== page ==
Orpheus and Eurydice: Keeping It Simple
That’s what librettist Ranieri Calzabigi (1714-1795) believed, and his colleague, Czech composer Christoph Willibald Gluck (1714-1787) agreed.
Together, they became style-makers of the opera world by eventually throwing out old, fussy, and complicated conventions. The beginnings of this trend can be seen in their opera Orpheus and Eurydice, which was presented in February at The Theatre of the Estates.
A re-telling of the ancient myth, this Orpheus opens with the male lead in the depths of despair, mourning the death of his beloved Eurydice. The set is a massive, white, arena-bleacher staircase, with silver handrails, draped in long, spaghetti loops of red rope. The coils often bind and nearly trip Orpheus (Roman Janál, Feb 13), a metaphor for the strength of love’s heart-strings, rather than an actual hazard. Stage director/set designer Hartmut Schorghofer’s repeated color theme here is shocking red, stark white, and black, emphasized by the entrance of Eurydice’s black coffin.The figure Amor, appearing as a soprano as well as a dancer, offers Orpheus a deal: He can descend to the Underworld and bring his love back, but only if he does not look at Eurydice, nor tell her what the deal is. Naturally, Orpheus decides to summon all his courage and risk the trip.
Here the set changes, with sections of the stairs alternating to slowly rise or sink, and Orpheus explores the dark, mysterious world “under the stairs.” It’s an interesting mix of blackness, mirrors, mud, and even shallow sheets of water, splaying like liquid mirrors themselves when kicked or dashed.
Orpheus finds Eurydice and tries to convince her to follow his averted face and his unrelenting back. The return journey is halting — because who wouldn’t wonder why a beloved rescuer won’t turn around and face someone he’s traveled all the way to the Underworld to save?
How to End?
There are a couple of choices for the end of the story: obviously, the lovers can fulfill all the requirements, make it back to earth and live happily ever after; or Orpheus can steal a quick glance or even finally turn and jump into Eurydice’s arms, thereby damning them both forever; or Orpheus can chicken out and run back up to the sunshine, losing his love forever. Undoubtedly, all these variations, and maybe a few more, have been tried in the story’s long history.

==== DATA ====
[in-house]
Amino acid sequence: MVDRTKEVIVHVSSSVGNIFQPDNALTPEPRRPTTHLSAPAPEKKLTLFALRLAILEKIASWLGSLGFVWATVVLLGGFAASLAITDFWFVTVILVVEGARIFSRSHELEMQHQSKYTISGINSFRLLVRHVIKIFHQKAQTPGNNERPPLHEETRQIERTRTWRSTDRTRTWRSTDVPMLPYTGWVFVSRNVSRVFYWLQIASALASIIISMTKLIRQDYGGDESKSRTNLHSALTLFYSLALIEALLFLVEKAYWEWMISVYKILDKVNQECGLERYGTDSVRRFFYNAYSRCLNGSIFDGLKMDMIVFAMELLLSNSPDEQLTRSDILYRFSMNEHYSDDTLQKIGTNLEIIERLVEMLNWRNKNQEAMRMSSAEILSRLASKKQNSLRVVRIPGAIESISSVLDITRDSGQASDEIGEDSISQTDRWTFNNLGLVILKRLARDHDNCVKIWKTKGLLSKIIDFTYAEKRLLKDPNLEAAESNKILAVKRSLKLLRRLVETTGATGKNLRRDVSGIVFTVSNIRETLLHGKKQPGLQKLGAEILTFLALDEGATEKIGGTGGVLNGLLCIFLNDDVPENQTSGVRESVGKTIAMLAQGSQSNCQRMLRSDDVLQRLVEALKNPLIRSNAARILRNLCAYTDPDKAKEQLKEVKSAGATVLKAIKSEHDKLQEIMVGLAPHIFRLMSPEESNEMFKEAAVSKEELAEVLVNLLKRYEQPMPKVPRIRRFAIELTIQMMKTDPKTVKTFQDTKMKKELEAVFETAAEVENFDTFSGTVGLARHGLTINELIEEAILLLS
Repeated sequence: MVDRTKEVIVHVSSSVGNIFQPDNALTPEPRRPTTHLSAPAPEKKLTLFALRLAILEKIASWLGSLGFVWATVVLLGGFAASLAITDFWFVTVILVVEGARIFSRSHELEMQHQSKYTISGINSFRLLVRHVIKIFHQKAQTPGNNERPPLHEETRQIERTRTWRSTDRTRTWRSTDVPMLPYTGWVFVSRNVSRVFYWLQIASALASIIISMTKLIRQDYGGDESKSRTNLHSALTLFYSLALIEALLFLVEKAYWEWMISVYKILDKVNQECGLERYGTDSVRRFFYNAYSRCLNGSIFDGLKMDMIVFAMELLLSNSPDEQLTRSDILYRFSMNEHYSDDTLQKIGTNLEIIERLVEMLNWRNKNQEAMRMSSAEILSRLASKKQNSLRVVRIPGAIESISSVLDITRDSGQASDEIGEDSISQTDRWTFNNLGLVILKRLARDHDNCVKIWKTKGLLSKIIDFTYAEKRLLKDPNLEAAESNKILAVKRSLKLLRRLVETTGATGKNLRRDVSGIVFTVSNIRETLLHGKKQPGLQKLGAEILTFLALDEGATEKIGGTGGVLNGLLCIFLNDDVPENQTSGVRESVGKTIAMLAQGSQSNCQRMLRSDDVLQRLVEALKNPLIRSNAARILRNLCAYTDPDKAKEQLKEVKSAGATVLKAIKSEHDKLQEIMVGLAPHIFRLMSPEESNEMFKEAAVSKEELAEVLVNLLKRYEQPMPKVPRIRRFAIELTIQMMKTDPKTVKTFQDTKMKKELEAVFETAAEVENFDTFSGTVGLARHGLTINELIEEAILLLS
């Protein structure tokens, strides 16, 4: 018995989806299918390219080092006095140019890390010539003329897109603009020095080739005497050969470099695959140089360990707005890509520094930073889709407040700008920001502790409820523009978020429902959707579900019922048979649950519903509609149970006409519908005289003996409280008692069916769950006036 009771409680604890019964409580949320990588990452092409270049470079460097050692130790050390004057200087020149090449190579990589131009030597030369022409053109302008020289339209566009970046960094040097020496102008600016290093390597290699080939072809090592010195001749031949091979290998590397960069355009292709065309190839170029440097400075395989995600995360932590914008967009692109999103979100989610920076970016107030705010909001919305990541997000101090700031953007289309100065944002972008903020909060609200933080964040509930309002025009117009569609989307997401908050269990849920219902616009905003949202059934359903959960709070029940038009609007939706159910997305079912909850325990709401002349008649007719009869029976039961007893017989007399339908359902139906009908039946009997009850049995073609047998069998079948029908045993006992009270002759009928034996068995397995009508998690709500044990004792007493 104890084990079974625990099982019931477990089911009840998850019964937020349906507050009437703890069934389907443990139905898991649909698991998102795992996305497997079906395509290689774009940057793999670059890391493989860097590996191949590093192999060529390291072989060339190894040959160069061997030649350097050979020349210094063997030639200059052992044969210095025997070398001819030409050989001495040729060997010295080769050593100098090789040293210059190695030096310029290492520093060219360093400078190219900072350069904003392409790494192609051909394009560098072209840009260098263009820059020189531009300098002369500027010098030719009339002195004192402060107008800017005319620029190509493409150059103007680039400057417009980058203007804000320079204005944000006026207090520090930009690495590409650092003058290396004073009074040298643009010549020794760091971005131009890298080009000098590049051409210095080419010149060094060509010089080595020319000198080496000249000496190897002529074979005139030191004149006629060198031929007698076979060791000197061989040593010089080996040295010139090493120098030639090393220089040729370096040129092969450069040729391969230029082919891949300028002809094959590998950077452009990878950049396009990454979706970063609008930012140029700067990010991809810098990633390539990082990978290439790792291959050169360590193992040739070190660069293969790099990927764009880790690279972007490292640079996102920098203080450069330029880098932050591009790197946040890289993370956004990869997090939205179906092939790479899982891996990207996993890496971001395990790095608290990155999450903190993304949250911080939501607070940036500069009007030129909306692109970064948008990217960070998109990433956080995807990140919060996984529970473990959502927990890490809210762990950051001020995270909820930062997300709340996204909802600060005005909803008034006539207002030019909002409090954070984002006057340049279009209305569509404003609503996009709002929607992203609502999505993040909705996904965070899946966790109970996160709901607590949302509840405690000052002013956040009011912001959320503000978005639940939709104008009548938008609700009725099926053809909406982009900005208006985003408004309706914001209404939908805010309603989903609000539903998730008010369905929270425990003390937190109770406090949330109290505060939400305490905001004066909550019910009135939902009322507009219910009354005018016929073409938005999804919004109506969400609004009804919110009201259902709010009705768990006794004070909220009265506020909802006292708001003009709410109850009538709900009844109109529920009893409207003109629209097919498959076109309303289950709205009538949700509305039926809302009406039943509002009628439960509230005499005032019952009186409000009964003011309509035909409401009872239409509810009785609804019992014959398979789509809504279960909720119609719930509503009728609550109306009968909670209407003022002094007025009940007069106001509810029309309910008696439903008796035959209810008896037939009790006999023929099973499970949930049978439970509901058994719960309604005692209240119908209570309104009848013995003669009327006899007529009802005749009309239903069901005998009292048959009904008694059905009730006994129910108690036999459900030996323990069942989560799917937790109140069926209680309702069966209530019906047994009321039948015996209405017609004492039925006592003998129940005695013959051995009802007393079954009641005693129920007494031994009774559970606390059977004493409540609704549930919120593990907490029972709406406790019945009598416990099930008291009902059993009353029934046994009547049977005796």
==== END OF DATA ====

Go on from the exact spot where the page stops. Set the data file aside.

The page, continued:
For this production, though, the lovers fail the test. Just as Orpheus is about to commit suicide, Amor takes pity on the pair (“I do not require any further proof of fidelity”) and grants the couple eternal life and love.
Gluck clearly illustrates some of his trend-making “beautiful in simplicity” rules in this opera, not interrupting dramatic action with illogical musical asides and not making the singing an excuse for showing off vocal tricks. The music often acts as a kind of interpreter or intensifier of the action, such as the beautiful, ethereal harp (the icon on the current production’s poster) alternating with blaring trombones and cornets, played on the same note or a half tone higher, as the chorus darkly intones “No! No!”
If you’re looking for an opera that’s not Mozartian-long, with no convoluted story or silly sub-plots, this production of Orpheus and Eurydice may be it. This is the original version premiered in Vienna in 1762, but in a modern transcription for baritone; it’s sung in Italian, with Czech and excellent English surtitles. A detailed program book is available in English for 60 kč. — oo
Further performances of Orpheus and Eurydice are scheduled for April 10, May 16, and June 25 at the Theatre of the Estates.
– Mary Matz
Photo Credits: The National Theatre Opera